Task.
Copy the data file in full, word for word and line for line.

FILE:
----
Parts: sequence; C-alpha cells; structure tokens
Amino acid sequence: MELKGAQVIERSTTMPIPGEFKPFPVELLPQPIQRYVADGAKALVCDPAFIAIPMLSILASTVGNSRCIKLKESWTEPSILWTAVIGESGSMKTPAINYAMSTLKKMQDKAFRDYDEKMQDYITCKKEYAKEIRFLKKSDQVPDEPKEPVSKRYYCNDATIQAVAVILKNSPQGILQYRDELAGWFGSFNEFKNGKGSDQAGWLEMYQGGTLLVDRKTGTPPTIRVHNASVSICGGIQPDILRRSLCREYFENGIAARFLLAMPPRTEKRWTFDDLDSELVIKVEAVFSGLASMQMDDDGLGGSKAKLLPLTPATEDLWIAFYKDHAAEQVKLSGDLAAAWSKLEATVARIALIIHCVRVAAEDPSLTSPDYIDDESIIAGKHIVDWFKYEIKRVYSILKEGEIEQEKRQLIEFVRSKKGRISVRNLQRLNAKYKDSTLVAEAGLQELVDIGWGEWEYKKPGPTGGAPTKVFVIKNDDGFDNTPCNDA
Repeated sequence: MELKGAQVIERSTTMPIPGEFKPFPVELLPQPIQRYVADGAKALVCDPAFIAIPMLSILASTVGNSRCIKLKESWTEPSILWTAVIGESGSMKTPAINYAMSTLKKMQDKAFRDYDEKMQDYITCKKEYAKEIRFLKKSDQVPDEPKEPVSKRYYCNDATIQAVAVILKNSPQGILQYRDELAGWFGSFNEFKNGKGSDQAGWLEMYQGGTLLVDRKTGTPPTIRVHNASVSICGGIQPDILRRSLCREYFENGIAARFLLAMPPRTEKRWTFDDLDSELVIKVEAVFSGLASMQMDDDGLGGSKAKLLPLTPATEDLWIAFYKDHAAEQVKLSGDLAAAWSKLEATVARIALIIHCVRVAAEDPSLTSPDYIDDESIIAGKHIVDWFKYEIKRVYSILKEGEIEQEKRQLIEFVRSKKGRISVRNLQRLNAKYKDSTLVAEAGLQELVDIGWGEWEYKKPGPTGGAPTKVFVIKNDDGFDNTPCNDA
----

Parts: sequence; C-alpha cells; structure tokens
Amino acid sequence: MELKGAQVIERSTTMPIPGEFKPFPVELLPQPIQRYVADGAKALVCDPAFIAIPMLSILASTVGNSRCIKLKESWTEPSILWTAVIGESGSMKTPAINYAMSTLKKMQDKAFRDYDEKMQDYITCKKEYAKEIRFLKKSDQVPDEPKEPVSKRYYCNDATIQAVAVILKNSPQGILQYRDELAGWFGSFNEFKNGKGSDQAGWLEMYQGGTLLVDRKTGTPPTIRVHNASVSICGGIQPDILRRSLCREYFENGIAARFLLAMPPRTEKRWTFDDLDSELVIKVEAVFSGLASMQMDDDGLGGSKAKLLPLTPATEDLWIAFYKDHAAEQVKLSGDLAAAWSKLEATVARIALIIHCVRVAAEDPSLTSPDYIDDESIIAGKHIVDWFKYEIKRVYSILKEGEIEQEKRQLIEFVRSKKGRISVRNLQRLNAKYKDSTLVAEAGLQELVDIGWGEWEYKKPGPTGGAPTKVFVIKNDDGFDNTPCNDA
Repeated sequence: MELKGAQVIERSTTMPIPGEFKPFPVELLPQPIQRYVADGAKALVCDPAFIAIPMLSILASTVGNSRCIKLKESWTEPSILWTAVIGESGSMKTPAINYAMSTLKKMQDKAFRDYDEKMQDYITCKKEYAKEIRFLKKSDQVPDEPKEPVSKRYYCNDATIQAVAVILKNSPQGILQYRDELAGWFGSFNEFKNGKGSDQAGWLEMYQGGTLLVDRKTGTPPTIRVHNASVSICGGIQPDILRRSLCREYFENGIAARFLLAMPPRTEKRWTFDDLDSELVIKVEAVFSGLASMQMDDDGLGGSKAKLLPLTPATEDLWIAFYKDHAAEQVKLSGDLAAAWSKLEATVARIALIIHCVRVAAEDPSLTSPDYIDDESIIAGKHIVDWFKYEIKRVYSILKEGEIEQEKRQLIEFVRSKKGRISVRNLQRLNAKYKDSTLVAEAGLQELVDIGWGEWEYKKPGPTGGAPTKVFVIKNDDGFDNTPCNDA